Dems offer bill to expand EPA lead warnings in response to Flint

Dems offer bill to expand EPA lead warnings in response to Flint
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Top Democrats from Michigan's congressional delegation have introduced a bill to expand lead poisoning notifications in the wake of the water crisis in Flint, Mich.

The bill, from Sens. Debbie StabenowDeborah (Debbie) Ann StabenowThis week: House GOP regroups after farm bill failure The Hill's Morning Report - Sponsored by CVS Health - A pivotal day for House Republicans on immigration GOP, Dem lawmakers come together for McCain documentary MORE and Gary PetersGary Charles PetersFederal 'turf war' complicates cybersecurity efforts Michigan Dem: Detroit-style pizza 'sweeping the nation' Senate confirms Trump’s pick to lead NASA MORE and Rep. Dan KildeeDaniel (Dan) Timothy KildeeDem lawmakers launch 'Freethought' congressional caucus House votes to advance .3T omnibus WATCH: Dem Rep presses to change ‘conversation’ on guns MORE, all Democrats, would direct the Environmental Protection Agency (EPA) to notify the public and local health departments if the amount of lead found in public water systems warrants action, if the state hasn't already sent a notification.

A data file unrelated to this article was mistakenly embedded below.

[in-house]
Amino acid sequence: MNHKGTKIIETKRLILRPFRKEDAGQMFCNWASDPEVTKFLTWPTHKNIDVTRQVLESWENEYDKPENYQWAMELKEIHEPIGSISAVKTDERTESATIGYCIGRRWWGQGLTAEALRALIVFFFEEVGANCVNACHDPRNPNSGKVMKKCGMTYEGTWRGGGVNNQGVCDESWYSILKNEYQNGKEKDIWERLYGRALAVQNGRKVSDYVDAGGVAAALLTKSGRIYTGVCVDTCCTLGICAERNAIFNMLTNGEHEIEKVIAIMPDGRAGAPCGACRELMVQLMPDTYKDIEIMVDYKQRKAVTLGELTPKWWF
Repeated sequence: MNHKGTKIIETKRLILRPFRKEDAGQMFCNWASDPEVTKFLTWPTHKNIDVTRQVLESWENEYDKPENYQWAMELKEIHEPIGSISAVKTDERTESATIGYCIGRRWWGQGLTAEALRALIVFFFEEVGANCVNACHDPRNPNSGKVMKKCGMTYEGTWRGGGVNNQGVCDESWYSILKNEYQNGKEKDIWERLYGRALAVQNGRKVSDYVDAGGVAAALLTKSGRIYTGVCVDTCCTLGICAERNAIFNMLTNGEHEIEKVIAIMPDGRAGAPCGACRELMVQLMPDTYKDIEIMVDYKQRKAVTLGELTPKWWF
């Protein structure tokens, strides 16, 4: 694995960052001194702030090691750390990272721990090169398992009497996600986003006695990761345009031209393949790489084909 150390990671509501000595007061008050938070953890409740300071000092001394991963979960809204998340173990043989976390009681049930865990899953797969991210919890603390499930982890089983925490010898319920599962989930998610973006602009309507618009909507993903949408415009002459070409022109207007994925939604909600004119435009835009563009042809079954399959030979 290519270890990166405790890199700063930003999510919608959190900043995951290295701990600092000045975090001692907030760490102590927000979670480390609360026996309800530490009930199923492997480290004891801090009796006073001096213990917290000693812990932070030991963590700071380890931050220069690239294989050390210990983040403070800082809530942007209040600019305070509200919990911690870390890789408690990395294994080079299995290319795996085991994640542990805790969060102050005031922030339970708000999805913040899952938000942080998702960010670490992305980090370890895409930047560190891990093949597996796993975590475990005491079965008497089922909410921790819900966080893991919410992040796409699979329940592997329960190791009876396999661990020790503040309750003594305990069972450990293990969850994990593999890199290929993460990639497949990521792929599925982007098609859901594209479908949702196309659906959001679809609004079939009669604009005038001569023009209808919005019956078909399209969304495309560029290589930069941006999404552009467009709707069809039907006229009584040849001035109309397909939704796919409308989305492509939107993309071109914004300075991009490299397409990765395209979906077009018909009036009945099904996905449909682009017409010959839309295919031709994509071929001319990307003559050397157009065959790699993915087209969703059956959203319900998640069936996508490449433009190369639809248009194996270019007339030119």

Lead levels in Flint spiked after the city switched its drinking water source from the Detroit municipal supply to a local river. 

The EPA knew about the threat for elevated lead levels related to the change, and officials told the state to take precautions, but the agency wasn’t required to take any additional action. The state never warned local residents about potential health risks related to the water.

The Flint situation led to the resignation of the EPA’s regional head last week. The agency said it “worked within the framework of the law to repeatedly and urgently communicate the steps the state needed to take to properly treat its water,” but “those necessary actions were not taken as quickly as they should have been.”

In a Wednesday statement, the Michigan Democrats said the EPA should have the power to publicly notify local residents and regulators if drinking water poses a health risk due to lead. 

"When the people of Flint raised concerns about the safety of their water, the EPA tested that water and found that it was dangerous to drink," Stabenow said. 

"The State of Michigan chose to criticize and ignore those findings, which has caused irreversible harm to potentially a generation of children. This bill will give the EPA clear legal authority to provide notice to the public when a state is not taking action on a public health safety crisis."